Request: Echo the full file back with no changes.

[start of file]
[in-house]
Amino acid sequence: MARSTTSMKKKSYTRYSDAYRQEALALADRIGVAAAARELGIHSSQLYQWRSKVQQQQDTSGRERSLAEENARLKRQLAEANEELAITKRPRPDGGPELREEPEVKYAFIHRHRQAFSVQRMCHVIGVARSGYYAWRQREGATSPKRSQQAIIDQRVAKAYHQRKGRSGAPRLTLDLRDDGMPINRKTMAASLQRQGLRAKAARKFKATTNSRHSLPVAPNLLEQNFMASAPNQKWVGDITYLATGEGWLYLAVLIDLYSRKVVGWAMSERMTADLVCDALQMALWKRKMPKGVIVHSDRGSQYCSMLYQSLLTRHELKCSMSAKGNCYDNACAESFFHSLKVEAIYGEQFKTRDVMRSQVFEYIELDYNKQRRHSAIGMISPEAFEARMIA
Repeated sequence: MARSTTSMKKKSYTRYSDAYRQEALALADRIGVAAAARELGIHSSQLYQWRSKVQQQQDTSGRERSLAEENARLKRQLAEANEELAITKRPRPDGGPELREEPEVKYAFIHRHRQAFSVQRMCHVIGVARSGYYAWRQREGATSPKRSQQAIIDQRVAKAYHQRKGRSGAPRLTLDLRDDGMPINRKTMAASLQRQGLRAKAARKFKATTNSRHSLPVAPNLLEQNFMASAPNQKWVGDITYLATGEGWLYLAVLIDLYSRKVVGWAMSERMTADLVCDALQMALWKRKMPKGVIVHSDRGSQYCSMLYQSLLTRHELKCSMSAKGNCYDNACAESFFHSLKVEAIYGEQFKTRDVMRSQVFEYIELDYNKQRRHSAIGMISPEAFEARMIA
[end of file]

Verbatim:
[in-house]
Amino acid sequence: MARSTTSMKKKSYTRYSDAYRQEALALADRIGVAAAARELGIHSSQLYQWRSKVQQQQDTSGRERSLAEENARLKRQLAEANEELAITKRPRPDGGPELREEPEVKYAFIHRHRQAFSVQRMCHVIGVARSGYYAWRQREGATSPKRSQQAIIDQRVAKAYHQRKGRSGAPRLTLDLRDDGMPINRKTMAASLQRQGLRAKAARKFKATTNSRHSLPVAPNLLEQNFMASAPNQKWVGDITYLATGEGWLYLAVLIDLYSRKVVGWAMSERMTADLVCDALQMALWKRKMPKGVIVHSDRGSQYCSMLYQSLLTRHELKCSMSAKGNCYDNACAESFFHSLKVEAIYGEQFKTRDVMRSQVFEYIELDYNKQRRHSAIGMISPEAFEARMIA
Repeated sequence: MARSTTSMKKKSYTRYSDAYRQEALALADRIGVAAAARELGIHSSQLYQWRSKVQQQQDTSGRERSLAEENARLKRQLAEANEELAITKRPRPDGGPELREEPEVKYAFIHRHRQAFSVQRMCHVIGVARSGYYAWRQREGATSPKRSQQAIIDQRVAKAYHQRKGRSGAPRLTLDLRDDGMPINRKTMAASLQRQGLRAKAARKFKATTNSRHSLPVAPNLLEQNFMASAPNQKWVGDITYLATGEGWLYLAVLIDLYSRKVVGWAMSERMTADLVCDALQMALWKRKMPKGVIVHSDRGSQYCSMLYQSLLTRHELKCSMSAKGNCYDNACAESFFHSLKVEAIYGEQFKTRDVMRSQVFEYIELDYNKQRRHSAIGMISPEAFEARMIA